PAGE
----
As for Lightning Greaves, I generally like it in midrange builds where you want to make sure key creatures stick around but also to hurl them at the opponent's side of the table without delay. It's a bit awkward on Vannifar, because then she won't be able to let the various Fish untap her, but it's valuable to preserve Biogenic Ooze, and it's most effective on Predator Ooze, which has the flaw of starting very small and taking one full turn to start growing.

World of Goo

Not all the remaining Oozes are bad, anyway. There are at least a couple of others that went unmentioned and deserve some respect. One is certainly The Mimeoplasm, the first mythic Ooze ever, and one of the only three Legendary Oozes (and blue Oozes) along with Kraj and Vannifar. First printed in the same Commander product that generated Scavenging Ooze (though not within the same precon deck), it has two fatal flaws where Ooze tribal is concerned: it requires a very specific gameplan involving some form of self-milling and a lot of devoted slots and it's not Modern-legal.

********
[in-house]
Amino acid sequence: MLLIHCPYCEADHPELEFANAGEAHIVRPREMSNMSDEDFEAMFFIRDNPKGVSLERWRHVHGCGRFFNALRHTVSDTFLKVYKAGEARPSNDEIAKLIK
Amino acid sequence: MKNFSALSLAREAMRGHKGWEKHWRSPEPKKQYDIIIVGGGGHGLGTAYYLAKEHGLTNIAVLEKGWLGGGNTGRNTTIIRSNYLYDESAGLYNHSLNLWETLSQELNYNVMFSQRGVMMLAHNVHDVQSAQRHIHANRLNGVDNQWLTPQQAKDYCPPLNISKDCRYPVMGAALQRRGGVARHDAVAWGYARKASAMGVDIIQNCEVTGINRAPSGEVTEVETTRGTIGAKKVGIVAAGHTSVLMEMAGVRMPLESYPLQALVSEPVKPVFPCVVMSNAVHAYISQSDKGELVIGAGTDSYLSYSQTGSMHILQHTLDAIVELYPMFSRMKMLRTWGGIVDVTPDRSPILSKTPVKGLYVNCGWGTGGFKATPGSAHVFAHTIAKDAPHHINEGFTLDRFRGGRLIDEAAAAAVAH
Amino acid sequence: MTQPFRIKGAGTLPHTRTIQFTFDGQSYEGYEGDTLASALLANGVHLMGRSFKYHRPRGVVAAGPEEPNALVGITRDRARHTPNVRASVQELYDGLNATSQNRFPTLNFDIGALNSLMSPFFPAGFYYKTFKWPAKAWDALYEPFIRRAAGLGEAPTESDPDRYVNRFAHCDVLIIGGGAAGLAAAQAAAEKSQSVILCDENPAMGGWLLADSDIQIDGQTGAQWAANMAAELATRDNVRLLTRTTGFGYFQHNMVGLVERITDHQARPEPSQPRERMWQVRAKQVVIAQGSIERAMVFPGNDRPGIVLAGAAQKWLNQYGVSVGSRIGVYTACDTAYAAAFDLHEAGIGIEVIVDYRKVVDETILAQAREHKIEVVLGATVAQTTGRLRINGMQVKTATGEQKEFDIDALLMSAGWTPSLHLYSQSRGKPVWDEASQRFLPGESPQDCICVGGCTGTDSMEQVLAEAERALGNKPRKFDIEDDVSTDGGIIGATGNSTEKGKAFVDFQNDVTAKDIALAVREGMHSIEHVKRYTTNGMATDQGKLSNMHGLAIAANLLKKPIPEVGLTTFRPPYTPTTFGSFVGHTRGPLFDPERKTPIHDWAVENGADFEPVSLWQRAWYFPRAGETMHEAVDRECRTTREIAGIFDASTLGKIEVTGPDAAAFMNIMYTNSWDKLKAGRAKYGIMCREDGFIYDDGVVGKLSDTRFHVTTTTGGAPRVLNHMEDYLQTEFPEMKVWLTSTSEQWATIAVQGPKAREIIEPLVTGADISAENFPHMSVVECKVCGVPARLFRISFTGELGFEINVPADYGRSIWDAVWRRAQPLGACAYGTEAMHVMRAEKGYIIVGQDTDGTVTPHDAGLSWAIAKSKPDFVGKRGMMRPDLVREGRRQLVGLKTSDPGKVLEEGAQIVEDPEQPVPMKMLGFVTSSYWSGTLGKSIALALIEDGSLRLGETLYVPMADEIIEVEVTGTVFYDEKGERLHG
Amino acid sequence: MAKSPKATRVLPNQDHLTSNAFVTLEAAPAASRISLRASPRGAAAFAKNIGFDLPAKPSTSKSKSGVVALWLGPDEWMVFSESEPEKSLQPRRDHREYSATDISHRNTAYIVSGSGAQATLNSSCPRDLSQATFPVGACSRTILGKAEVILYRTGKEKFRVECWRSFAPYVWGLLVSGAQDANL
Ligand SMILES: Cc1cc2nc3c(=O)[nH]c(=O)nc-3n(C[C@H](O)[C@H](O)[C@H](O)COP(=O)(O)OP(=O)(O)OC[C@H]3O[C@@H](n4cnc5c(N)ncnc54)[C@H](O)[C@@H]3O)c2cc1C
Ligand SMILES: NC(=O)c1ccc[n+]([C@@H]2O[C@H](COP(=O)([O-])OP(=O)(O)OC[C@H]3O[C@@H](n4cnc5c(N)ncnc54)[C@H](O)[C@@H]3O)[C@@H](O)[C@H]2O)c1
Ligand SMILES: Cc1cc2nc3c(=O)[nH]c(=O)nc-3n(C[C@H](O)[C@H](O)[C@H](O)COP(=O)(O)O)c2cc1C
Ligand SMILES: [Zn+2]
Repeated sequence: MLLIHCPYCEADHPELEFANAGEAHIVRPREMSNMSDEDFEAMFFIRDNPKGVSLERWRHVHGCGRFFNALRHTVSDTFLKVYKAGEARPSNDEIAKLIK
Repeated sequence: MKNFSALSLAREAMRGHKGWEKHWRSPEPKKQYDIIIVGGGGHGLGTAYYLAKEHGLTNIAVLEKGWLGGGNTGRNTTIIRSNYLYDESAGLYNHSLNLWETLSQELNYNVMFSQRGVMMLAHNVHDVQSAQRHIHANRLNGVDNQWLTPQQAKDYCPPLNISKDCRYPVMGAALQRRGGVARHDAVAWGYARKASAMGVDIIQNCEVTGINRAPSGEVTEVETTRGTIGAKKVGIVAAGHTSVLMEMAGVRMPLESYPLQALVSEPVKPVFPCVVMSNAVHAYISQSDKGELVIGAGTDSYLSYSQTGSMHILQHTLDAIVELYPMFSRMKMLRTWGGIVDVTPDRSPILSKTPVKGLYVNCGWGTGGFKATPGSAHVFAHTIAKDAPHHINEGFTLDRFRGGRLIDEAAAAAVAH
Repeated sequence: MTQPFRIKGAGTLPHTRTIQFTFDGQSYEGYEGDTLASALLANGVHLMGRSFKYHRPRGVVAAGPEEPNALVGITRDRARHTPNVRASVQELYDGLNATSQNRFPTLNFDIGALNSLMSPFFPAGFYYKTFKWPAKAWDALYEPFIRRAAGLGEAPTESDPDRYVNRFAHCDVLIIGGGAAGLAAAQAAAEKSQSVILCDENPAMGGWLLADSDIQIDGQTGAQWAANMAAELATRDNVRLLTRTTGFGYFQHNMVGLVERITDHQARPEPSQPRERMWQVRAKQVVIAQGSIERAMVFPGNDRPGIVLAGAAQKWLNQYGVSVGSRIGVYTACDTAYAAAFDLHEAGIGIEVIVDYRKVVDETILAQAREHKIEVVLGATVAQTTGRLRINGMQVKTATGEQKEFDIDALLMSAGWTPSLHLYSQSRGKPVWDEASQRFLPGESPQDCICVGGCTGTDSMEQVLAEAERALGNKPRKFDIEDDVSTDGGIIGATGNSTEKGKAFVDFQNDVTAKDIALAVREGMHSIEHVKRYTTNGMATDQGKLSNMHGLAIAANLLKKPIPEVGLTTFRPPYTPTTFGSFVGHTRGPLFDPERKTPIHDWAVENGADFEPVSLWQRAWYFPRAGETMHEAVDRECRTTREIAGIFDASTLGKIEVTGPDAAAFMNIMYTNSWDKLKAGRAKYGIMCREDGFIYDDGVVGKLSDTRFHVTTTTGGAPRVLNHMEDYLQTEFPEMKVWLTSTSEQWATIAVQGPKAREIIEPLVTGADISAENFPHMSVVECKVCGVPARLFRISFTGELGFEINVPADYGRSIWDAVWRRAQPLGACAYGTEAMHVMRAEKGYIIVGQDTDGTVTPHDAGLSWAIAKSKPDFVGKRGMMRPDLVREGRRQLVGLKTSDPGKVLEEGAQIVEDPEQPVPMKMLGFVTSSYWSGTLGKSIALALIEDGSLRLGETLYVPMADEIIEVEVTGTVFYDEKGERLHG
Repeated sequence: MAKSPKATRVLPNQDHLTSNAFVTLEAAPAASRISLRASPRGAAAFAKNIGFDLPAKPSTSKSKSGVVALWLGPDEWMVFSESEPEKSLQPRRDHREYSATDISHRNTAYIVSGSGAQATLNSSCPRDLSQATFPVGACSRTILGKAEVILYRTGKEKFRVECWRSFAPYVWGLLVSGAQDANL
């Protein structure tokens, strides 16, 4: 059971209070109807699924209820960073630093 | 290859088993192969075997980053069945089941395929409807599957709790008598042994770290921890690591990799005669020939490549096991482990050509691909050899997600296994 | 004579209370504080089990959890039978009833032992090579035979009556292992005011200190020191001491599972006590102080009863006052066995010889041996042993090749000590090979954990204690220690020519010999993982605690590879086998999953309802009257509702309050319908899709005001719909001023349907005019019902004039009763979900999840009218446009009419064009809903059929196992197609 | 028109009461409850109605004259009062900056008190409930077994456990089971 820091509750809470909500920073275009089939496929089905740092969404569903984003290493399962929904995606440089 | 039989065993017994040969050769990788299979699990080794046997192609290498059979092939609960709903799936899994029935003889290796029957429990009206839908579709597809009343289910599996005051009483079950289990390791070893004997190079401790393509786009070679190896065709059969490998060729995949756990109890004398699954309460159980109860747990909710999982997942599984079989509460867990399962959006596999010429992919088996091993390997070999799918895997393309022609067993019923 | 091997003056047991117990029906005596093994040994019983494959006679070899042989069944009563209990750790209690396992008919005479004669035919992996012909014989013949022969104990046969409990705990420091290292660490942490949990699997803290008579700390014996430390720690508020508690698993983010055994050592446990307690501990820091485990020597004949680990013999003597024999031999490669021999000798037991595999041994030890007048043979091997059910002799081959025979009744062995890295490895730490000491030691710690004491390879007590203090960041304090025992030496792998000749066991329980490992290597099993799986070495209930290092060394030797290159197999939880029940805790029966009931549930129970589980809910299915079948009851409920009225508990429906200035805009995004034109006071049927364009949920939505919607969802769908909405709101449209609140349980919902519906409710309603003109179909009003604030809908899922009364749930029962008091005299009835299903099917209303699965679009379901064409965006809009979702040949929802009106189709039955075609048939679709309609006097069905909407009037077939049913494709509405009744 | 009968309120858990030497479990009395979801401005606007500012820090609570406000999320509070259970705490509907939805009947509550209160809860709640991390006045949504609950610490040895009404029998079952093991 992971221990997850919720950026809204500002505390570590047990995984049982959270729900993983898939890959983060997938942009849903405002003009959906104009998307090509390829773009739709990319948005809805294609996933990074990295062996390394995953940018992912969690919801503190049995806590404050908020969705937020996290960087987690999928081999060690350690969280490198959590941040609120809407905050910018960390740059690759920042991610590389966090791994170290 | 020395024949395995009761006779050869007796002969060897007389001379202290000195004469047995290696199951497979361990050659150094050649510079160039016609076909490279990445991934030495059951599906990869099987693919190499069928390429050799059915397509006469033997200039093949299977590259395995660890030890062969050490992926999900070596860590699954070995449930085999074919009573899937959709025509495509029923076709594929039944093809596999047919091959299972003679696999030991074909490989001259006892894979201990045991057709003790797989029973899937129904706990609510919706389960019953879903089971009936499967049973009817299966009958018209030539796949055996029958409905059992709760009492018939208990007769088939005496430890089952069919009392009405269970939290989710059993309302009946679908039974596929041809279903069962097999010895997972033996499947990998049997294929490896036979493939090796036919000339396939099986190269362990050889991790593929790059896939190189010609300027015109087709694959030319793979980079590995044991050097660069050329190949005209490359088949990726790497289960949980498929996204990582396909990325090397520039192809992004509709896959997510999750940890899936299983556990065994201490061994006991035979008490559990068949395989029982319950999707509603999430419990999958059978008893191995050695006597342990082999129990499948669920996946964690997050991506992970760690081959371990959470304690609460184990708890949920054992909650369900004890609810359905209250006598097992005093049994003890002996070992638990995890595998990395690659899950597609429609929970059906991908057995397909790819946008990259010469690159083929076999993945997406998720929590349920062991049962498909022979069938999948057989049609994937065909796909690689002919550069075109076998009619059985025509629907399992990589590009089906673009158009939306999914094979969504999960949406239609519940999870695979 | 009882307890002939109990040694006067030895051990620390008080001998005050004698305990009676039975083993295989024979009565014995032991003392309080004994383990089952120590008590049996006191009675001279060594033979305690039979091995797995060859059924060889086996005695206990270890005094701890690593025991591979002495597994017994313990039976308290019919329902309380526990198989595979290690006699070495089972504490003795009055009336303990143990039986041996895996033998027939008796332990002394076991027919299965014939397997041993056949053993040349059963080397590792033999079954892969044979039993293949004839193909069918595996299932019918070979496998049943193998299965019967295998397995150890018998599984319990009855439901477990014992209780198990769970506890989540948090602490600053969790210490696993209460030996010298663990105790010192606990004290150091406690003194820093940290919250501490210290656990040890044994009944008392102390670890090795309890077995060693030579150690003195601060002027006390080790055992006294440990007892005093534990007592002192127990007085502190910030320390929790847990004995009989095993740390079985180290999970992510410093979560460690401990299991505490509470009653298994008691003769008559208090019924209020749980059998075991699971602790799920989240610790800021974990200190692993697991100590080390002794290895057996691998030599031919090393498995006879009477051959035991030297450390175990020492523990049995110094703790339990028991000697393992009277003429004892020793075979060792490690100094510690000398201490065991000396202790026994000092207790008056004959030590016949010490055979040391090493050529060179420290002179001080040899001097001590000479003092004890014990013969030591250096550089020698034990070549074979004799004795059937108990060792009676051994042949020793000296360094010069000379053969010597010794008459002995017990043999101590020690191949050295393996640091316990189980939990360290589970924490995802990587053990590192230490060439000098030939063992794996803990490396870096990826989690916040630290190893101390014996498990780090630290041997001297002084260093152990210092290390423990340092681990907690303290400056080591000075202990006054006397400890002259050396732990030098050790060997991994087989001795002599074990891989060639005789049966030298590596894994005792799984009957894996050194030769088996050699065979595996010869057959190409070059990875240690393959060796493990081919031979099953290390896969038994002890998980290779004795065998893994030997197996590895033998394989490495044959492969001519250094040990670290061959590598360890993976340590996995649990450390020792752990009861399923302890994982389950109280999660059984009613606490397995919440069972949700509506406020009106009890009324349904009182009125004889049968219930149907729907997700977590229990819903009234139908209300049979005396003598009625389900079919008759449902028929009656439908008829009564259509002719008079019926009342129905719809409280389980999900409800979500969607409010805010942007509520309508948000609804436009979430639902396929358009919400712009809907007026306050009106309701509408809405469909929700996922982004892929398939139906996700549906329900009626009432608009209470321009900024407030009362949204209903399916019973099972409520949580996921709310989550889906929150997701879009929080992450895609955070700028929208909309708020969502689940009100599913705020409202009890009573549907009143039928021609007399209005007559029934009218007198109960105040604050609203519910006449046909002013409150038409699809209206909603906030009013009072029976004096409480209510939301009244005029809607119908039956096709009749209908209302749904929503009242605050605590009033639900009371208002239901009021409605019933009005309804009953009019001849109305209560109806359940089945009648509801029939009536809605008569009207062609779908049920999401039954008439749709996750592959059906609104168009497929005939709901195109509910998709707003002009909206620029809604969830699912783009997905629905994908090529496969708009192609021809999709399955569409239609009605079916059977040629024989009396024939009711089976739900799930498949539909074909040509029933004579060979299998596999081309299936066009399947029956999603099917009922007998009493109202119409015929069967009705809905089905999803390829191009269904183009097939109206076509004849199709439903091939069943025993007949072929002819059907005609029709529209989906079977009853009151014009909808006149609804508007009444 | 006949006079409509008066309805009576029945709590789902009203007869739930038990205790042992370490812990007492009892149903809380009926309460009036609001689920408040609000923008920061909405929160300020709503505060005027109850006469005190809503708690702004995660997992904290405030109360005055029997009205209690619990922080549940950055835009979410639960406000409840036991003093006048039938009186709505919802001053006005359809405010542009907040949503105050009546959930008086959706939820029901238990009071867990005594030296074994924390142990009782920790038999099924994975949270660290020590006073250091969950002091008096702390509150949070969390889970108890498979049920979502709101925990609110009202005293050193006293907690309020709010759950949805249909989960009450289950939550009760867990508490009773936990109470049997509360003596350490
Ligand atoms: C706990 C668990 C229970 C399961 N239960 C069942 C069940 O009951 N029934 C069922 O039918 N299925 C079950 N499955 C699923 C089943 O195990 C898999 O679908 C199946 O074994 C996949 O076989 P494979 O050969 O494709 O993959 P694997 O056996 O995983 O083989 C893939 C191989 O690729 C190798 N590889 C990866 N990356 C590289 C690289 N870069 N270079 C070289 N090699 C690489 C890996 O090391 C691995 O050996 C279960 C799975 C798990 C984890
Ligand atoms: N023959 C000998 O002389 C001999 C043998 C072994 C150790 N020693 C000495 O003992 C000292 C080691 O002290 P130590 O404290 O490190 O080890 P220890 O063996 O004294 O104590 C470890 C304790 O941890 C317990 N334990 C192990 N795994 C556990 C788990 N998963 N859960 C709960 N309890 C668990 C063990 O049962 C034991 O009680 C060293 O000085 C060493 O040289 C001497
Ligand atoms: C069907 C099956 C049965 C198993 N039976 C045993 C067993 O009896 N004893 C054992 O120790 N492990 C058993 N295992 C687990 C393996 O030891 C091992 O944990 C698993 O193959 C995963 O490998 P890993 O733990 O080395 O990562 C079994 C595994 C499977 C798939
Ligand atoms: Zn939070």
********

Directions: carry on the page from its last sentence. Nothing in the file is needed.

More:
The Mimeoplasm
Still one of the greatest Ooze hits, though.

The other is similarly combo-prone, demanding for a build-around approach too, except one that hijacks less of the deck, so it could be attempted in Tribal Wars. I'm referring to Scars of Mirrodin's Necrotic Ooze, a Johnny favorite that doesn't do much if unsupported (it could now copy a dead Vannifar's ability, but it's still not enough).

Necrotic Ooze
Curiously, it's the Ooze with the largest basic power along with Experiment Kraj.

Unlike The Mimeoplasm, Necrotic is Modern-playable, but its plan is more suited to Legacy nonetheless. And this is how we could build it.